History of Cinema in MALAYSIA

Historical overview

Malaysia was formed in 1963 through a federation of the former British colonies of Malaya and Singapore, including the East Malaysian states of Sabah and Sarawak on the northern coast of Borneo. The first several years of the country's history were marred by Indonesian efforts to control Malaysia, Philippine claims to Sabah, and Singapore's secession from the federation in 1965.

History of cinema from 1896-2000

The history of Malay cinema began in 1933 with the screening of Laila Majnun, a well-known Sanskrit play of two ill-fated lovers. Directed by B.S. Rajhans and produced by the Singapore-based Motilal Chemical Company of Bombay, the cast comprised a local opera group.

The public were so enthralled by the maiden effort that in 1937 two brothers, Run Run and Runnie Shaw, were prompted to import some equipment from Shanghai and start the production of Malay films from their small studio at Ampas Road in Singapore. However, they only managed to churn out 5 or 6 movies prior to the Japanese invasion in 1941.

Following the end of World War Two in 1945, the Shaw Brothers resumed production in 1947 with a Rajhans-directed film called 'Singapura Di Waktu Malam (Singapore by Night) starring Siput Sarawak. Backed by their chain of theatres, which they either owned or rented, the film enjoyed good response. The Shaw Brothers proceeded to produce more films and introduced new faces, one of the Sumatran-born Kasma Booty. Her first film Cempaka revolved around the life of a native island girl.

In 1948, P. Ramlee - who later became the living legend of the Malay film world, made his debut in the film Cinta (Love). P. Ramlee's talents in music composing and singing brought him prominence. He was very versatile as a leading actor, a comic, dramatic artiste, scripwriter and film director. Most of the early films carried plenty of singing and dancing scenes, a trend introduced by the Indian film directors. After Rajhans, Shaw Brothers imported many other Indian film directors, among them S. Ramanathan, Shastri, Phani Majumdar and D. Ghoss. There were also some local film directors such as L. Krishnan and K. M. Bashker who learned the trade and techniques through experience and apprenticeship. By the 1960s, many of the expatriates were replaced by local directors,

The success enjoyed by the Shaw Brother's film studio, known as the Malay Film Productions (MPP), encouraged a few other entrepreneurs to venture into the same business. There was a Nusantara film company started. In 1951, Hsu Chiu Meng started the Nusantara film company. However, he depended heavily on independent theatres, and after producing about a dozen films Nusantara closed down in 1954.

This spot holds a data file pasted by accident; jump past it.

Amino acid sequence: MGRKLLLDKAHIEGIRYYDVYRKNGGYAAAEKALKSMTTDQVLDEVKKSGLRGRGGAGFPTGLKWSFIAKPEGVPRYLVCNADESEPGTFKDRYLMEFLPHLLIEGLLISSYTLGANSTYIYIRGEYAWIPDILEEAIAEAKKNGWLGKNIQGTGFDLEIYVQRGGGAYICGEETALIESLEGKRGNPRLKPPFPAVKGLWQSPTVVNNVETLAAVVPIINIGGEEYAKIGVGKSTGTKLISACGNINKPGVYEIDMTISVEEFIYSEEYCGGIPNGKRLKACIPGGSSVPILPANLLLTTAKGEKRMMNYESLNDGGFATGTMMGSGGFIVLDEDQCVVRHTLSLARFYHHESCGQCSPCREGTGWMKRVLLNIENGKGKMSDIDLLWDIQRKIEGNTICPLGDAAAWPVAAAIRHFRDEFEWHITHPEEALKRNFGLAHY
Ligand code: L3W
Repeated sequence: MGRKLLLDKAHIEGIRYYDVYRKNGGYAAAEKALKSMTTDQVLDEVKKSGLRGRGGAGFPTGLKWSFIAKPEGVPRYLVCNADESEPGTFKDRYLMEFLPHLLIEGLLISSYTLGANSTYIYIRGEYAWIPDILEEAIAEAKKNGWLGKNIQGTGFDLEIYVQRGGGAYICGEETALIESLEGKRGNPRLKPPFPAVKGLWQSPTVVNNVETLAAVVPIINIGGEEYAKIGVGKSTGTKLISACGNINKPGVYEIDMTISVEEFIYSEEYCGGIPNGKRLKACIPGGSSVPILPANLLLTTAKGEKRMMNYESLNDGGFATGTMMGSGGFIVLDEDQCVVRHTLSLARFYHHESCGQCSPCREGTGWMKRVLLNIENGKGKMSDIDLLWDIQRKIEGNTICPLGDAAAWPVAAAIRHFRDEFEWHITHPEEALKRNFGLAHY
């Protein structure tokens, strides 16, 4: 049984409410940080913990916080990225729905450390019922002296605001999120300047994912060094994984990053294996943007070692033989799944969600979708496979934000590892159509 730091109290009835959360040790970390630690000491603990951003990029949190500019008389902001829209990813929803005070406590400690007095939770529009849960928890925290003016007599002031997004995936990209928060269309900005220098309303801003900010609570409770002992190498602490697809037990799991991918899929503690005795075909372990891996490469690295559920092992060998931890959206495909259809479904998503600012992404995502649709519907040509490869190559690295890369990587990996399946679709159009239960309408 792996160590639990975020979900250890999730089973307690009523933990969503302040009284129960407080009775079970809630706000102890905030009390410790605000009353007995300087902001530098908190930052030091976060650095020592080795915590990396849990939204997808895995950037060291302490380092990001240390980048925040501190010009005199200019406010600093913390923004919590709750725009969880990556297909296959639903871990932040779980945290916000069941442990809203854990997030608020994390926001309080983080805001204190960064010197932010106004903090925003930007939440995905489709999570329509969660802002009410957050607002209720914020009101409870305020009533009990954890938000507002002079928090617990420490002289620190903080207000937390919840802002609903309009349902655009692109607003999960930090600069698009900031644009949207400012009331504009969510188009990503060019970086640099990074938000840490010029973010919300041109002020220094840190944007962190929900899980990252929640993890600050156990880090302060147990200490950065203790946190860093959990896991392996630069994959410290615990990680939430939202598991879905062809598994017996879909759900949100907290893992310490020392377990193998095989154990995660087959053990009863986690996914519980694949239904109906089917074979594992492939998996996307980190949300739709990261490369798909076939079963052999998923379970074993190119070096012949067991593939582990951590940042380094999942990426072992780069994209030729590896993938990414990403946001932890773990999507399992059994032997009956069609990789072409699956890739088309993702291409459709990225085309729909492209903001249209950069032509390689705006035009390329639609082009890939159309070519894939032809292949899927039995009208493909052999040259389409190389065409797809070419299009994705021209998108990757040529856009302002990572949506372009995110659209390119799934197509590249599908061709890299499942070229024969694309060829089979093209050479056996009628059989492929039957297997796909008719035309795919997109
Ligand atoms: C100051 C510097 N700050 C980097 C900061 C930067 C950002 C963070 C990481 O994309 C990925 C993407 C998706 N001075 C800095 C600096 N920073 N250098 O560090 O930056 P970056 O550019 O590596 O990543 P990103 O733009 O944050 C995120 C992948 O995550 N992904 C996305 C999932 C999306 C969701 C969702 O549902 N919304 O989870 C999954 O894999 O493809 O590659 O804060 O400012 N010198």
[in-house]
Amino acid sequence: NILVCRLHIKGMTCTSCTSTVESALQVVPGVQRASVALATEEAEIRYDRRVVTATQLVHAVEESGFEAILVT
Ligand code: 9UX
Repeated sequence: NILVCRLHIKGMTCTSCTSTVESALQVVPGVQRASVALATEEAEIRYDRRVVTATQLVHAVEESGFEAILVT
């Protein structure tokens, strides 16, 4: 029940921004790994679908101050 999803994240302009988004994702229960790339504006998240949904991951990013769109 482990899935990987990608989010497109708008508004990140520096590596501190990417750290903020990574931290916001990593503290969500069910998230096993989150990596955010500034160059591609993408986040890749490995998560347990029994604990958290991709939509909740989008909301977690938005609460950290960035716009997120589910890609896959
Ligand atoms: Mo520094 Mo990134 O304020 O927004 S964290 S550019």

In 1952, Ho Ah Loke opened a studio in Tempines Road, Singapore, calling his company Rimau Film Productions. After producing one film, he changed its name to Keris Film Productions. Ho owned a few small theatres through his earlier venture as a film distributor. He managed to produce a number of films, and in 1956 merged with Cathay Organisation, owned by millionaire Loke Wan Tho. The company was renamed Cathy-Keris Film Productions with its studio in East Coast Road, Singapore. Supported by their own theatre chain throughout Malaya and Singapore, Cathay-Keris films posed a challenge to the films produced by Shaw's MFP studios. Shaw studios produced about ten films a year, while Cathay-Keris too produced about the same number.

During those early years, all the films were in black and white. The studios had their own laboratories, recording and editing facilities. Direct sound recording was the practice from the beginning, until the advent of the 60s. Then, post-synching or dubbing system appeared and is still in use until today. Scripts were mostly based on folk tales, stage plays, legends of fictional or real historical heroes or events. MFP made the movie about the legendary Melaka warrior Hang Tuah who lived during the heyday of the Melaka Sultanate. In response, Cathay-Keris produced Hang Jebat who was Hang Tuah's closest friend. Due to unfortunate circumstances, the duo became involved in a life-or-death struggle.